or more on c-span2 and watch any broadcast programs online at booktv.org. and here's a look at books are being published this week. ashlee vance profiles elon musk. the cohost of npr's morning edition recounts the removal of native americans from the southeast in jackson land. also being released is the foreign affairs columnist for time magazine looking at the role that america plays overseas in superpower. and the jefferson rule this historian examines different ways that readers have used america's founding others to promote contemporary policies. and looking at american inventors and capitalist spin who built that. look for these titles and more this coming week and watch for the authors in the near future on booktv.
>> we talked to bill crawford as we outlined the development of the inner coastal waterway. >> it was built for anybody and anyone. a lot of sailors, a lot of sailboats barges. steamers. there were four principal investors in the waterway and they were all key businessmen. they included this doctor doctor john glasscock, who was a medical doctor a surveyor. he was everything. and in 1855 he will survey the
whole state of florida. so when it came to picking out where the best parcels of land would be in florida, he would know. they need about $100,000 in capital and the doctor put in $49,000 which in 1881 was a huge sum of money, and the other three put in the balance of $51,000. and back then in order to get a corporation or to get permission to do something or almost anything you had to get a charter from the state legislature. and in 1881 the doctor was well
known and it had always been his dream especially after having been surveyor general to have an inland waterway that was to stretch the length of florida. so they went to the legislature. the deal was for every mile of waterway drudged for an august team to miami they would get 3840 acres of public land along the east coast and the atlantic coast of florida which was by no means bad land or swampland,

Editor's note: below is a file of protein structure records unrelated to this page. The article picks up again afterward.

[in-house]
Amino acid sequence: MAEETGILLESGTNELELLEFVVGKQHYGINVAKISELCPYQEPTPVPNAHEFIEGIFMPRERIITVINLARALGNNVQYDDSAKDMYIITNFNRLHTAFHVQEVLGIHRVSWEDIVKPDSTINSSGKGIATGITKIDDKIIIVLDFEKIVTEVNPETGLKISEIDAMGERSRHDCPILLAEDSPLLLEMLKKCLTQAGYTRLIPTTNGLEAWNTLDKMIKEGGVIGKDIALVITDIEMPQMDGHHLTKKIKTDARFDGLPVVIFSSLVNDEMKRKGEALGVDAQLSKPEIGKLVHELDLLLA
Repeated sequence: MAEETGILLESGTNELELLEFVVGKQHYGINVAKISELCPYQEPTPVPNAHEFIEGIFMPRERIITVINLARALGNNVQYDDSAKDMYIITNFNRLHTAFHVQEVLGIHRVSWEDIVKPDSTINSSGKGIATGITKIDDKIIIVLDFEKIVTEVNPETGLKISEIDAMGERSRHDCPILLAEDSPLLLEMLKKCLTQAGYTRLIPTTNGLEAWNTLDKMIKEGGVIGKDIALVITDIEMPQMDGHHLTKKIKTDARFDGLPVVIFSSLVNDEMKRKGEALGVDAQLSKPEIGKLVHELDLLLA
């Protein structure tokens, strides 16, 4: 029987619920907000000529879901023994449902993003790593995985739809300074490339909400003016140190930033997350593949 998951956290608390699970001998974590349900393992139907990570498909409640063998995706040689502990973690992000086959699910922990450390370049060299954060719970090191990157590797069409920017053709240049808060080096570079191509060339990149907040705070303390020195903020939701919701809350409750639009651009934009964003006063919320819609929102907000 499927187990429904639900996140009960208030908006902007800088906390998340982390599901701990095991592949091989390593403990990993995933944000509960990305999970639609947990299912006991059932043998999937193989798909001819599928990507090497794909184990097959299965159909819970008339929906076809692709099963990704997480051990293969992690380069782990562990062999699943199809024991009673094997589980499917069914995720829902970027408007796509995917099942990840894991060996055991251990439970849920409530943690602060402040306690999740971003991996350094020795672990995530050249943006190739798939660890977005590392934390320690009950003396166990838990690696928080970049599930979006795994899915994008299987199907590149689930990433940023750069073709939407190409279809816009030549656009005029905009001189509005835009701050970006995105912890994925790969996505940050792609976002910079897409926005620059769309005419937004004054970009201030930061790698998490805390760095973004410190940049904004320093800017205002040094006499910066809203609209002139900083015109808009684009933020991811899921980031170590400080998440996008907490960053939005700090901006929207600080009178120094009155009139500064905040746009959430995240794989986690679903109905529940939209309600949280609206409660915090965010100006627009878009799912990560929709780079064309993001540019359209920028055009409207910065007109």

waterway was not navigable and in other words you could not take a steamship or anything like it down the coast of florida without it being dredged to some extent. and so the deal was that they had to dredge a continuous waterway 5 feet deep and 50 feet wide. and one of the things that they had to do and it became a big part of that contention with the legislature was it was supposed to maintain the waterway. and so constantly the legislature actually went to
court in 1917 to force the company to clean up its act. and they were going to take it away from you and they were supposed to maintain us. and remember that this was a privately owned waterway and they collected as much as $50,000 per year. the problem was no matter what the total was they were not going to maintain the canal and there's no question about that. they finally said, the army corps of engineers that they
were hired to do the florida turnover the waterway to the federal government free of charge. and florida was the only state on the atlantic coast that was required to turn over the waterway free of charge because they found out from world war i that they could not nationalize privately owned canalis. they could nationalize the state owned canalis but not privately owned canalis. and so every time a war would come about, congress would start to think that this would be good for the country in many different ways. for the country to take over this privately owned tollway and to make it a federal
intercoastal waterway originally conceived from maine to key west. and so we had to create an entity, a local sponsor a special taxing district that would tax the 11 counties along the atlantic coast from duval county all the way down to dade county which is now miami-dade county. as well as nassau county at the very top in the last couple of years it has joined the district because they would like to have some of the benefits in terms of the dredging. the cocoa was very interesting.